I see myself – mirrored in windows and when I do, I like the way I look and then I look at men that look back at me – and black coats and dark blue and a lot of disdain in their faces – that’s so important – and I see – there’s the Memorial Church with turrets that look like oyster shells – I know how to eat oysters, very elegant – the sky is a pink gold when it’s foggy out – it’s pushing me toward it – but you can’t get near it because of the cars – … and across the street from it is the Romanisches Café with long-haired men! And one night, I passed an evening there with the intellectual elite, which means ‘selection,’ as every educated individuality knows from doing crossword puzzles. And we all form a circle. But really the Romanisches Café is unacceptable. And they all say: ‘My God, that dive with those degenerate literary types. We should stop going there.’ And then they all go there after all. It was very educational for me, and like learning a foreign language.
The combination of naiveté and unintended humor is winning, but ultimately exhausts itself – perhaps deliberately, to convey the boredom and banality of women’s social roles and the expectation that they will be able to churn out an endless glib patter. This ironic intent does not, however, make the ten pages of patter any less exhausting to read.
The literary ‘imperfections’ of incompleteness and excess are central to Keun’s project. Imperfect prose can appear in print more quickly than a polished masterpiece, and feels more honest – indeed, it comes to stand as metaphor for resistance to totalitarian ‘perfection.’ In After Midnight, one banned German writer addresses another about the future of writers in a fascist state:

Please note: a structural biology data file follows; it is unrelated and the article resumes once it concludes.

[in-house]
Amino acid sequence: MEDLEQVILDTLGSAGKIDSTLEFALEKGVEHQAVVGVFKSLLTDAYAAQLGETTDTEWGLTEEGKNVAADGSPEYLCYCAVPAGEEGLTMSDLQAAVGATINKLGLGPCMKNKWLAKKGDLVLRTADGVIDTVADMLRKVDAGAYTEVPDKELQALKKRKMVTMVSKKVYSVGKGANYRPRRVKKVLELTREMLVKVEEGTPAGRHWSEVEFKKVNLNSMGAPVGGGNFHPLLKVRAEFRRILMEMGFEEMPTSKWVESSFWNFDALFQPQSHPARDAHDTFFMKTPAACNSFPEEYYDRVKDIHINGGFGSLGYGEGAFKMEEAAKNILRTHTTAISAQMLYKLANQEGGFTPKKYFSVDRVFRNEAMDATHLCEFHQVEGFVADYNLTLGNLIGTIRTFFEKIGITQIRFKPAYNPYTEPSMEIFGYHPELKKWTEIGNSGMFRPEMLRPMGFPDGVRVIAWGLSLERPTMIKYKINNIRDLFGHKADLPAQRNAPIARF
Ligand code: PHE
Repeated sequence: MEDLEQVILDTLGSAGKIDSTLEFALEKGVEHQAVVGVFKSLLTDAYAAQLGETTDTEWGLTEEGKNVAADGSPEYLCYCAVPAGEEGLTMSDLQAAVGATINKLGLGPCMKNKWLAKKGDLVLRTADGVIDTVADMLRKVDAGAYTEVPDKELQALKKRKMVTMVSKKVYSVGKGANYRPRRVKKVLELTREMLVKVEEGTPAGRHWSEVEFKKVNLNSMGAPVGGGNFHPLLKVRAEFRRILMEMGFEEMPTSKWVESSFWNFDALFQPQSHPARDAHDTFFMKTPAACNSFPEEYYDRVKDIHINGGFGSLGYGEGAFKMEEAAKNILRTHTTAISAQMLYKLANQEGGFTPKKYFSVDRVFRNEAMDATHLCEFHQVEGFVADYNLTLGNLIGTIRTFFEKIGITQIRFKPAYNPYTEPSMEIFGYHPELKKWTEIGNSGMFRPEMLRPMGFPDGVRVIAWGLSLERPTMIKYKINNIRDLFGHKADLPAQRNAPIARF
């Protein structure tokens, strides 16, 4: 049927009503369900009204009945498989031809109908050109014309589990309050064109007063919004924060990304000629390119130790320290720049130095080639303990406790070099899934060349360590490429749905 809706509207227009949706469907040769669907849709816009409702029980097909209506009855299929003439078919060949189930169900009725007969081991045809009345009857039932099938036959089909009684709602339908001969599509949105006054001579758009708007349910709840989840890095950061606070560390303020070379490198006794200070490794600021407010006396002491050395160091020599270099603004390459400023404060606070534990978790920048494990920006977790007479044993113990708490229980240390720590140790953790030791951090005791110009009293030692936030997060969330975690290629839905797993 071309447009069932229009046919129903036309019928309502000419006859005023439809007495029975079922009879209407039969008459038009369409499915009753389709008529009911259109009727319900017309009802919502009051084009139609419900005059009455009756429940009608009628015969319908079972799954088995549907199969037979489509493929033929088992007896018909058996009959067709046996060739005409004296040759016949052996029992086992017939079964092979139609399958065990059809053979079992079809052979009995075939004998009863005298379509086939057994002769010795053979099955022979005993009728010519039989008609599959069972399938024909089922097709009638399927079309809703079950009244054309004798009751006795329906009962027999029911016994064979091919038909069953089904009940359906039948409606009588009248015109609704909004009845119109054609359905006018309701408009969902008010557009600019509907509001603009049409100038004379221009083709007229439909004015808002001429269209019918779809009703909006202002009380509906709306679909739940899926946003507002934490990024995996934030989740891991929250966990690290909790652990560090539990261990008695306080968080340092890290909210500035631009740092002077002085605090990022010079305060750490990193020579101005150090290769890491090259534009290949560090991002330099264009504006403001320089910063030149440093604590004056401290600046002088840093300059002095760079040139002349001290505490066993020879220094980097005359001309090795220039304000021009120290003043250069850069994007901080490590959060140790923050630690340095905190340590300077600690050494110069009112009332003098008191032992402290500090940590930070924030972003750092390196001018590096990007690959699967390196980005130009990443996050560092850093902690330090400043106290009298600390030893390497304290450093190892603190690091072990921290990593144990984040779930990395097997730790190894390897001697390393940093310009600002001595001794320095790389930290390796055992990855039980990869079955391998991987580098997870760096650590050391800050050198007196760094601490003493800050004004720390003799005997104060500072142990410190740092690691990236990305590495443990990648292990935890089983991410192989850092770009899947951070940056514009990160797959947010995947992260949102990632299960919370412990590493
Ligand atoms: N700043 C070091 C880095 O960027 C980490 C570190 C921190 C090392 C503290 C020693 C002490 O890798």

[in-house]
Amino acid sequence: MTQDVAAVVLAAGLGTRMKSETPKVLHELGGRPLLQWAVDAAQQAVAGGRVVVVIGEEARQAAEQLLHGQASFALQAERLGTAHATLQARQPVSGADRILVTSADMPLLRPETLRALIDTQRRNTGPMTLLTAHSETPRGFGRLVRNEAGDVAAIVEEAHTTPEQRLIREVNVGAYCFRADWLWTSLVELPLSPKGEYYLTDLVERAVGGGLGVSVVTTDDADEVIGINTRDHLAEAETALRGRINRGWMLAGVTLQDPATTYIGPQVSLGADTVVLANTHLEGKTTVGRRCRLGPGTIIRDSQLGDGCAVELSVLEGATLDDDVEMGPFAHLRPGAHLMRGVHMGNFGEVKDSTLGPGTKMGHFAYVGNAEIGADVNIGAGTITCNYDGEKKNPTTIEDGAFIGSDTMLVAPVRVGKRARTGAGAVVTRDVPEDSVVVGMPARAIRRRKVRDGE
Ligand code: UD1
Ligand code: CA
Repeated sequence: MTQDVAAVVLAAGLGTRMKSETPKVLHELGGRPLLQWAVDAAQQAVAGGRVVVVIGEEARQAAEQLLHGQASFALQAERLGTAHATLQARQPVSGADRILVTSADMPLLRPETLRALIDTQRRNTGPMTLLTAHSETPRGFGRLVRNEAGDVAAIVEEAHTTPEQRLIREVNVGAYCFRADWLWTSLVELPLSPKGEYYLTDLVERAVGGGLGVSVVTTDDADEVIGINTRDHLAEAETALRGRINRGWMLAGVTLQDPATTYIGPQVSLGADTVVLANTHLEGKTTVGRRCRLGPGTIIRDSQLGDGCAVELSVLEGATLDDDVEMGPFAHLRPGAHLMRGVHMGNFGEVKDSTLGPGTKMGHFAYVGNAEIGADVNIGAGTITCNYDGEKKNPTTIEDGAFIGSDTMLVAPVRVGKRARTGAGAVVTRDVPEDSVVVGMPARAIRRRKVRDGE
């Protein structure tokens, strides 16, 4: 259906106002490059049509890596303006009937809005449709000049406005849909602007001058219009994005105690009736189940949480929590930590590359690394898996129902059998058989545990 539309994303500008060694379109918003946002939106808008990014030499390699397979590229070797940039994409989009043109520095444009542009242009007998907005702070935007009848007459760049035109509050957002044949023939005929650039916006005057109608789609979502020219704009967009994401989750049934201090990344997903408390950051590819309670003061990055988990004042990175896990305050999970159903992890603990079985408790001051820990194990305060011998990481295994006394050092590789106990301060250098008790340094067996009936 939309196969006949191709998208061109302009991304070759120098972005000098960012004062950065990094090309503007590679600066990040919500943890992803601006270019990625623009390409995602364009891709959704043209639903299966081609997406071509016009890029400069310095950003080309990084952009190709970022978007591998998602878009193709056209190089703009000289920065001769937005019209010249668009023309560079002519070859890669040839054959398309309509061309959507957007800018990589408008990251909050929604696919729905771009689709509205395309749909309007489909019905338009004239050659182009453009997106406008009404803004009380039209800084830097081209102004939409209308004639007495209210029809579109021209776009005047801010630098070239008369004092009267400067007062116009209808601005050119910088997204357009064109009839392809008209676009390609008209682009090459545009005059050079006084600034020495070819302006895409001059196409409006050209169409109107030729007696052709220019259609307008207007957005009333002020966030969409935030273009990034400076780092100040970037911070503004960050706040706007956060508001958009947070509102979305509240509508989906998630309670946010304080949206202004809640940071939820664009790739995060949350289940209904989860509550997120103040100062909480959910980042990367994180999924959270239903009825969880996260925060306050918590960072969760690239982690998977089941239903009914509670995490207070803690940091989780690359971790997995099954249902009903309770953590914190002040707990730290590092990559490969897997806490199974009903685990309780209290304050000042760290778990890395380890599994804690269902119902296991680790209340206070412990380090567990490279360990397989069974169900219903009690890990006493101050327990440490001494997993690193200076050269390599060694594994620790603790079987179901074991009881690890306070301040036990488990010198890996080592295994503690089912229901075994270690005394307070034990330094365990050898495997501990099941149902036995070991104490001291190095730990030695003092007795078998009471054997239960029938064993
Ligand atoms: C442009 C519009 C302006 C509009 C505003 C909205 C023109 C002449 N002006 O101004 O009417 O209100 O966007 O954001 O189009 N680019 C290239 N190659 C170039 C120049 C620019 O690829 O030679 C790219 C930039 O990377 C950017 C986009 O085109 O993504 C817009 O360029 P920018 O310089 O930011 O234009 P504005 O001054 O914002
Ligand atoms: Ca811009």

This dictatorship has made Germany a perfect country, and a perfect country doesn’t need writers. There’s no literature in Paradise…. The purest of lyric poets needs to long for perfection. Once you’ve got perfection, poetry stops. Once criticism’s no longer possible, you have to keep quiet. What are you going to write about God in Paradise? What are you going to write about the angels’ wings? Cut too short this season, worn too long? ….Perfect unity among mankind means silence.
Keun knew that Nazism, in both practice and theory, was the furthest thing from Paradise, and to remind herself and her readers, constantly, of this distance, she could not keep silent. Though she left Germany in 1936, she returned in 1940 after leading people to believe she had committed suicide. Living under an assumed name, Keun spent the rest of the war there, continuing to write newspaper and magazine pieces. While unable to be as radical as before, she had clearly come to the understanding that simply to write as an “I” was to debunk the myth of national unity subsuming the individual. It was defiance enough, and, considering her earlier ban, foolhardy enough – perhaps her greatest performance as one of Germany’s national fools. Today her brief and extraordinary prewar career unsettles complacency as relentlessly as ever.
Laura Kolbe has written for the Harvard Book Review and the Oxonian Review. She lives in New York City.